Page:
Friday, January 25, 2008

Characters & Writers

from Jacqueline

In this post:

What We Can Learn From Movies
The Writers’ Strike – another perspective

Remaining on the subject of the silver screen, following Jim’s post about book-to-film/tv adaptations yesterday, it’s interesting the snippets of insight you can gain from watching a movie, especially when it comes to developing character, or having a sense of staging a scene. I tend to have those a-ha moments when listening to audio books too, but then it’s more of a sense of rhythm, and sometimes a fascination for the way a writer has strung together words to provide an image that touches me to the core. However, back to the movies. Last week we rented “Bobby,” written and directed by Emilio Estevez. I don’t know why I didn’t see it at the movie theater, because I really liked it. I enjoy movies where different characters are brought together in the same place at the same time, perhaps crossing paths with each other, perhaps not. “California Suite,” the film adaptation of Neil Simon’s play (Plaza Suite) was like that. I also like to watch the “Special Features” at the end of a rented movie – you never know what you might learn. This time, it was a comment from the wardrobe mistress (do they still call them by that old-fashioned name? Or are they costume designers?). She said that when each actor comes to her studio, to talk about their costumes for a movie, she asks them about their character. The question that tells her more about the charcter, that guides her in pulling together the costumes, is, “What do you have in your pocket?” Ooooohhhh, that’s a good question, I thought. I have various questions I ask myself about my characters, but that one was good, maybe better than, “What’s in her purse,” or “What’s in that briefcase he’s carrying.” Mind you, it made me think about my own pockets – in the dog-walking jacket: a poop bag, clutch of Kleenex (I’ve had The Cold), three Hall’s mentholyptus lozenges and a lip-salve.

I thought the next few paragraphs would provide a good addition to today’s offering from me. Without shame, I have taken an excerpt from a column by The Independent’s (British newspaper) Terence Blacker on the writers' strike here in America. Blacker is not only a columnist, but worked in publishing for some ten years and has written novels for both adults and children. Here’s what he has to say:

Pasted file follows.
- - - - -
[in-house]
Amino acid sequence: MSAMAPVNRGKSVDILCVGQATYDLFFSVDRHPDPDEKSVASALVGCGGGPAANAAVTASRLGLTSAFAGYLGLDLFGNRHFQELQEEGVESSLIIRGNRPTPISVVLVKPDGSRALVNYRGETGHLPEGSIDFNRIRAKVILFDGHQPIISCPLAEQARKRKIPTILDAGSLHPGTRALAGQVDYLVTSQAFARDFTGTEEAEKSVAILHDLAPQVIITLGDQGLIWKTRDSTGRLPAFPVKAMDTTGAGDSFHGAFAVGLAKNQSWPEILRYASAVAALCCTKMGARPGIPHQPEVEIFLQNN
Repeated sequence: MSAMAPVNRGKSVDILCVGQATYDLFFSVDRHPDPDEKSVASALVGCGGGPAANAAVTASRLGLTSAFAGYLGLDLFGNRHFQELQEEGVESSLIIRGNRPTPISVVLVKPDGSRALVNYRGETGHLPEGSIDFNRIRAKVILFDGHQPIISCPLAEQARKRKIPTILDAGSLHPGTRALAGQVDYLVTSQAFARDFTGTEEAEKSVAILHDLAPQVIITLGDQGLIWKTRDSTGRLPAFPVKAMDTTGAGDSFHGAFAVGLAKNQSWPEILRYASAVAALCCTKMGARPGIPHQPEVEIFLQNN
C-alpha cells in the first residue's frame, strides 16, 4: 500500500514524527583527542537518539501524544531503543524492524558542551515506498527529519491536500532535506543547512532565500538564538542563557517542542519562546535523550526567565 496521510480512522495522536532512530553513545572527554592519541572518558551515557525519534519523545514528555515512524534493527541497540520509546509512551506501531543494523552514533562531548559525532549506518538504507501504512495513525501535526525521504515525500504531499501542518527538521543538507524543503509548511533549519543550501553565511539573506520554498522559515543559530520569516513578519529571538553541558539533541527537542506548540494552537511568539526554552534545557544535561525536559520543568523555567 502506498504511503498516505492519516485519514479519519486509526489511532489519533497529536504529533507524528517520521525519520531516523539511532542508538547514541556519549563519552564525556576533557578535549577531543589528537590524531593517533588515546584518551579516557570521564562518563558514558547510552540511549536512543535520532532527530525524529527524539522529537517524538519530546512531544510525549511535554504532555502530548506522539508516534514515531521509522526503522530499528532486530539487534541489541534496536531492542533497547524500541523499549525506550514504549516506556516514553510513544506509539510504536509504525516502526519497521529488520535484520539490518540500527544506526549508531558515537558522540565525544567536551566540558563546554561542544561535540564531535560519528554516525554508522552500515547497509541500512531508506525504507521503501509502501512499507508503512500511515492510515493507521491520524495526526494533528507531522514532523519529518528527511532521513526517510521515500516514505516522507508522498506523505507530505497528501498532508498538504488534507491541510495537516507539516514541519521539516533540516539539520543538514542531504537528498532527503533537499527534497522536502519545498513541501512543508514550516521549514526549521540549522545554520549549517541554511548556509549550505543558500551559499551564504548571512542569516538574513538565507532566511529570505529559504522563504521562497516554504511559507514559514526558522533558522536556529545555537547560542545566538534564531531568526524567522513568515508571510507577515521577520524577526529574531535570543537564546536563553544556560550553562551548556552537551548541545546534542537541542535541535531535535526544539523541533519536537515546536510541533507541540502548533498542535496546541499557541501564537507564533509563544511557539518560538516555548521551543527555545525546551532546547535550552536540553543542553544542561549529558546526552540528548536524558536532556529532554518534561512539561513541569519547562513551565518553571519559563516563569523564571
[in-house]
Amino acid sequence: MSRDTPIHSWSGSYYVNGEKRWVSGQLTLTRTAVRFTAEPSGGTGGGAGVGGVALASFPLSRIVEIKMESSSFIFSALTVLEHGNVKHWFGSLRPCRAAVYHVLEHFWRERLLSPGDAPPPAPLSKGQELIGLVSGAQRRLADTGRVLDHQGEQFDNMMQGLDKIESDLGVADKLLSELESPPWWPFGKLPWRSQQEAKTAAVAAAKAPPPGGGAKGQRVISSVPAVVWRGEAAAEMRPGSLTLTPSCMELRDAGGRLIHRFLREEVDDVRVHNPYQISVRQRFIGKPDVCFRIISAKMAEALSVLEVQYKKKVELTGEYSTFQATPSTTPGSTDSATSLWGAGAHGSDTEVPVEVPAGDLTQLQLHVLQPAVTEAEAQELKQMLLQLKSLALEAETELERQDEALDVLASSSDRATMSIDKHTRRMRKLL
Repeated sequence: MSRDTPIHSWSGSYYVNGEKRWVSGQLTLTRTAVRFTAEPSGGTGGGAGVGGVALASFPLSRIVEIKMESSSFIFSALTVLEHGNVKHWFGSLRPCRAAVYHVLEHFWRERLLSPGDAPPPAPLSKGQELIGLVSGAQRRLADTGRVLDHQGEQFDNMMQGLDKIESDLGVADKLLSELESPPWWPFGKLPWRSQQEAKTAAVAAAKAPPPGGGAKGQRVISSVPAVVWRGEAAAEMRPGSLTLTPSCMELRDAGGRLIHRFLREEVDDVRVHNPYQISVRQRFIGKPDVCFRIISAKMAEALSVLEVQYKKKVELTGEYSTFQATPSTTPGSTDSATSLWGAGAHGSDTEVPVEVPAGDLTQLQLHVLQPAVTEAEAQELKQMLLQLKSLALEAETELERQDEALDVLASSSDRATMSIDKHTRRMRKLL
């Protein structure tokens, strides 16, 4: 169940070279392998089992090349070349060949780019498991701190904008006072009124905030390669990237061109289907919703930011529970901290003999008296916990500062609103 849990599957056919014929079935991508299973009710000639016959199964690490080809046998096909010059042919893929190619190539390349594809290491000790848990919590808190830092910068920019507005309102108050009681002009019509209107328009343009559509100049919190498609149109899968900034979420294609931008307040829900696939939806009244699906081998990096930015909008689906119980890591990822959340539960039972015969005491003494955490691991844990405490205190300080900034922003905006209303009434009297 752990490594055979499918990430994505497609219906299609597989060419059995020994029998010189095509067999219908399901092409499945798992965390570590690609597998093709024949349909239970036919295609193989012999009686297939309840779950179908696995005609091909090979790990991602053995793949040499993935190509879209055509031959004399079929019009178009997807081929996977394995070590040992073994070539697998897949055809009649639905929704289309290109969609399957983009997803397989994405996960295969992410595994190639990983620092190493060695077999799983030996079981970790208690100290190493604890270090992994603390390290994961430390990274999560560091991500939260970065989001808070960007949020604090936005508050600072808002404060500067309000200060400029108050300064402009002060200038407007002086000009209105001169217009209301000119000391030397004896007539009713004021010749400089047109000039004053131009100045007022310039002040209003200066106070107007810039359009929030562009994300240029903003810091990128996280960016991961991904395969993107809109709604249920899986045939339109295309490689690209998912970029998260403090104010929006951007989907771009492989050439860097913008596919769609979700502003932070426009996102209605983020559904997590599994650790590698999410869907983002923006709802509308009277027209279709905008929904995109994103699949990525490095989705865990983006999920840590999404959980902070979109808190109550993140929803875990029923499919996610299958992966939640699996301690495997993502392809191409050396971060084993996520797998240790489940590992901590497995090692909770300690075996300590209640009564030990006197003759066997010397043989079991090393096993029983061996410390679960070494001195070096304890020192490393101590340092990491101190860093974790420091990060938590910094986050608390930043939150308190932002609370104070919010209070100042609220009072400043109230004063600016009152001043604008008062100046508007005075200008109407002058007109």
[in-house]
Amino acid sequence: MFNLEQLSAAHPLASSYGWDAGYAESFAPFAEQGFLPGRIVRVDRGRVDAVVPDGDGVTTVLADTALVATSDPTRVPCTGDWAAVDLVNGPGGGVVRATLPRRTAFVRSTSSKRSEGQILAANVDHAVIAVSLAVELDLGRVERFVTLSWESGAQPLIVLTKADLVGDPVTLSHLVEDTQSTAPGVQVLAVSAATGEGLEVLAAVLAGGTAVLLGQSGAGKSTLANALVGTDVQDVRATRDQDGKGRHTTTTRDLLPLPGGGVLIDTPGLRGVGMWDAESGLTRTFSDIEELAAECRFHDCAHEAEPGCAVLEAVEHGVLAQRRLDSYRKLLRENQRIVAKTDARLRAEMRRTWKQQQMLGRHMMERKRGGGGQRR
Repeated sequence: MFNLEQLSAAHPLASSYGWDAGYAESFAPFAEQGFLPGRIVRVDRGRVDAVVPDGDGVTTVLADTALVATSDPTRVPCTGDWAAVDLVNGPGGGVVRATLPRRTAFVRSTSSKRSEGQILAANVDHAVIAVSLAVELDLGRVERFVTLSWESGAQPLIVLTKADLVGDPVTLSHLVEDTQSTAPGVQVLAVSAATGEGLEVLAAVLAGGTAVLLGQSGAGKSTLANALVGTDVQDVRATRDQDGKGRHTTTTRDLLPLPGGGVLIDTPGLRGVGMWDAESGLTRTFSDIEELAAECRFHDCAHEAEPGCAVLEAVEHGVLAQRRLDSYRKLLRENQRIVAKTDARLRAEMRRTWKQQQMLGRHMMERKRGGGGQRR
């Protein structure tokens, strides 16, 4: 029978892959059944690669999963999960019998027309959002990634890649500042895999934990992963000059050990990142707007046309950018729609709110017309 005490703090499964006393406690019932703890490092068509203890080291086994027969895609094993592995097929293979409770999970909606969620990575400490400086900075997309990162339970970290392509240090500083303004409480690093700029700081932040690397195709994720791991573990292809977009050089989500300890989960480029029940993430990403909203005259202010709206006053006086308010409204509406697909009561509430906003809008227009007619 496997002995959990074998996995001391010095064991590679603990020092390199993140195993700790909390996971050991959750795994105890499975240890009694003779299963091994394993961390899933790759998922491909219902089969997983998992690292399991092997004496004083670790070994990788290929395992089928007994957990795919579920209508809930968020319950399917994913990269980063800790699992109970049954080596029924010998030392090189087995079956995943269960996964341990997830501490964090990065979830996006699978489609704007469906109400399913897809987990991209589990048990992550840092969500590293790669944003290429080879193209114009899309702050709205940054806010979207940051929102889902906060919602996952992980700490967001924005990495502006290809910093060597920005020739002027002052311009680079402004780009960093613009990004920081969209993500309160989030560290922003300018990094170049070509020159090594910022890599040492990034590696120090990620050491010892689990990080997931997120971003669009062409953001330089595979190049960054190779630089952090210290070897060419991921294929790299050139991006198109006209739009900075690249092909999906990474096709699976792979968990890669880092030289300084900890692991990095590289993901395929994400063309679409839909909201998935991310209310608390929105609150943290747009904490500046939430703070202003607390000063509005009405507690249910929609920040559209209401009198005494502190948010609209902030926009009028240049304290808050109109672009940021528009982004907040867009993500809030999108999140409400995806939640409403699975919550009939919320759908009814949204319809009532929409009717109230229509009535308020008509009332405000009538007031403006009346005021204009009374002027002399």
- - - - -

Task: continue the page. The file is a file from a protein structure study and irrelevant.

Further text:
“The strike has been impressive on several levels. Writers are by nature competitive – when John Cheever wrote that "the rivalry among novelists is quite as intense as that among sopranos", he could have been referring to anyone who tries to put sentences together for a living. Yet the American writers' strike has been solid and pitilessly executed. Here, the approach would have been rather more nervous and tentative, starting with a work-to-rule restricting the use of metaphors and similes, escalating under pressure to something tougher – perhaps an all-out ban on adjectives.

But the American writers, in addition to arguing very sensibly that they are owed a decent share of any digital and downloading cash that may be going, have made a larger, incidental point. [Stephen} Colbert's joke about the teleprompter reading his thoughts and dictating them back to him has an element of truth. Until the strike, the ability to read or learn someone else's lines was invariably mistaken for genuine charm or intelligence.

Taking those words away has been a useful reminder. The various descriptions of TV interviewers and frontmen – witty, sincere, perceptive, hard-hitting, sympathetic – should really be presented in heavy inverted commas. An essential part of their act, the back legs of the donkey, was provided by a scurfy, unlovely writer. So were many of the thoughts, quips and insights of the celebrity guests.

The culture is now so enslaved to the image of things, their glossy surface, that even those who should know better fall for the illusion. A newspaper article commenting on the luck of authors whose books have been made into successful films – The Kite Runner, Atonement, No Country for Old Men – included a comment from a publisher who was thrilled that books were reaching a new audience.

As usual, the truth is being turned upside down. It is Hollywood and publishers who should be grateful – the films were successful because one day a person, sitting alone in his or her room, put together characters and a story that would later translate successfully to the screen. In fact, the fate of the Oscar ceremony, currently in the balance because of the strike, might serve as a useful metaphor for most of the entertainment business. Take away the writers, and all the gloss, fame and glamour that money can buy is as nothing.”

And I’ll leave you with that thought. In the meantime, what’s in your pocket – or in the pockets of your characters?

Have a great weekend!


  1. Yes, indeed. It all starts with the written word.

    And I love that very British phrase, a "scurfy, unlovely writer."

  2. Talk about stringing together some beautiful words...